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Laura Blum


Laura is a festival correspondent covering films and the festival circuit for filmfestivals.com. She also publishes on Thalo

 


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Havana Film Festival New York Ready to Rumble

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Jointly presented with Havana, Cuba's International Festival of New
Latin American Cinema
, the Havana Film Festival New York is
close, but no cigar. Subways and skyscrapers just can't match that fallen
Habanero elegance as a habitat for Latino cinema. But if Cuba isn't on your
itinerary and Manhattan is, you could do worse than to savor a
week of Big Apple screenings from and about Latin America and
the Caribbean, and about Latinos in the U.S.

Opening Night will kick off at the Directors Guild Theatre, with the New
York
premiere of Los Dioses Rotos (Broken Gods). The
maiden feature by Cuban director Ernesto Daranas traces a love
triangle within present day Havana's underworld paralleling that of early
20th-century politician and gigolo Alberto Yarini. Actress Silvia
Aguila
will be on hand to discuss the award-winning film.

Earlier on April 16, the New York premiere of Veronica will take
place at the Quad Cinema, HFFNY's main screening venue. The thriller by
Brazilian director Maurício Farias narrates the escape of a
school teacher and her young pupil after the latter's parents are found slain
in the Rio de Janeiro slums.

Closing-night rites begin with a screening of Gigante. Set in Montevideo,
Uruguay, Adrián Biniez's drama plumbs a night-shift security
guard's obsession with a cleaning woman. The Uruguayan-Argentine co-production,
which won the Silver Bear in Berlin, is followed by the U.S.
premiere of Eso que Anda. Ian Padrón's documentary
trails a recent tour by Los Van Van — Cuba's favorite band for
40 years — which attended by more than 1 million people. Padrón will entertain
audience Q&A. Filmgoers should be properly jazzed up to conga at the
closing-night party at LQ.

Abiding Festival tradition, each year a renowned Latino filmmaker is graced
with a tribute. The 2010 honoree is Cuban writer, director, poet, actor and
dramatist Enrique Pineda Barnet. Cosmorama, an early
forerunner of today's video art movement, will be screened together with such
works as La Anunciación, his most recent film about the reunion of
Cuban émigrés to the U.S. and their families back home, and Giselle,
celebrating the 90th birthday of prima ballerina Alicia Alonso.

Other films about performance include The Extraordinary Journey of
Fernando Bujones
, dancer Israel Rodríguez' valentine to
his mentor; Mambo City, Bette Wanderman's portrait of
Puerto Rican singer Awilda Santiago and Salsa/Latin jazz band Grupo
Latin Vibe
; and Mundo Alas, about a group of disabled artists
on tour with "the Argentine Bob Dylan," León
Gieco
. Gieco fans will have the chance to talk with him following the
film, which he co-directed.

To mark its second decade, HFFNY created the Havana Star Prize to salute the
Best Film, Best Director and Best Screenplay. These new Havana Star prizes will
be handed out at the closing-night ceremony at the Directors Guild Theatre.

Among the Festival's most heralded Havana Star contenders is Huacho,
winner of the Grand Coral in Havana. The drama by Alejandro Fernández
Almendras
portrays a family in grappling with poverty in Chile.
Here are some of the other titles competing for Havana Star prizes:

Fans of Tomás Gutiérrez Alea’s classic Memorias del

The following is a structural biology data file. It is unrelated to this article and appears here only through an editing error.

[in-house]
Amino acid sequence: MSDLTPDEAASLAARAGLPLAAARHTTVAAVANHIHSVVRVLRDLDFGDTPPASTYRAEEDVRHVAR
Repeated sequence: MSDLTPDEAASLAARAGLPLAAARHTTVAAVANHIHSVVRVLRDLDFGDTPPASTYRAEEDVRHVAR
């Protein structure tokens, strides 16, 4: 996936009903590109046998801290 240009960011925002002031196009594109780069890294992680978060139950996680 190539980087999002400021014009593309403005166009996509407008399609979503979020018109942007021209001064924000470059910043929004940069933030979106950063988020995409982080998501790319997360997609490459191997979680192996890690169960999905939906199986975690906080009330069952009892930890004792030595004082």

Subdesarrollo
(Memories of Underdevelopment) might be curious to
see its sequel. Memories of Overdevelopment, by maverick filmmaker Miguel
Coyula
, presses onward with a Cuban intellectual who emigrates to the
U.S. and becomes disillusioned with the "developed" world. The film
is based on the novel by Edmundo Desnoes.

From veteran Chilean director Miguel Littín comes Dawson
Isla 10
(Dawson Island). It recalls the political imprisonment of
toppled President Allende’s cabinet after the 1973 coup.

One of several competition entries from Argentina is Historias
Extraordinarias
(Extraordinary Stories). Mariano Llinás's
Borgesian triptych of seemingly unrelated narratives has a running time of four
hours. The three stories in Carlos Enderle's Crónicas
Chilangas
(Chilango Chronicles) are not only entangled, they
become more so as the film progresses. This urban comedy set in Mexico
City
tracks the lives of a retired teacher with a quadriplegic
daughter, a young man who fears extraterrestrials and a fleshy woman obsessed
with adult movies.

The national cinemas of Colombia, Guatemala,
Dominican Republic, El Salvador, Peru,
Venezuela and the U.S. are also represented
on the slate.

As in past editions, HFFNY will join forces with The Metropolitan Museum of
Art to present "Latin American Films For Children." Together with the
Queens Museum of Art, it will show Fantasma de Buenos
Aires
, about a 20th-century ghost awakened by mistake in contemporary Buenos
Aires
. Other educational partners include El Museo del Barrio, The
Bronx Museum of the Arts and NYU’s Cantor Center, Tisch School of the Arts and King
Juan Carlos I
of Spain Center — site of a Latino film
industry panel — with the goal of offering free or low-cost screenings, panels,
and programs for all ages.

In a special program marking Mexico’s Bicentennial of
Independence and Centennial of its Revolution, the Festival will showcase 26
minute-and-a-half shorts from five of the top Mexican animation directors.

For Festival founder and executive director Carole Rosenberg
and programming director Diana Vargas, the more than week-long
event offers U.S. audiences a rare, if not singular, opportunity to see new and
old gems from the more than century-old Latino film industry.  

All foreign language films are subtitled in English. Additional details are
available at www.hffny.com.

 

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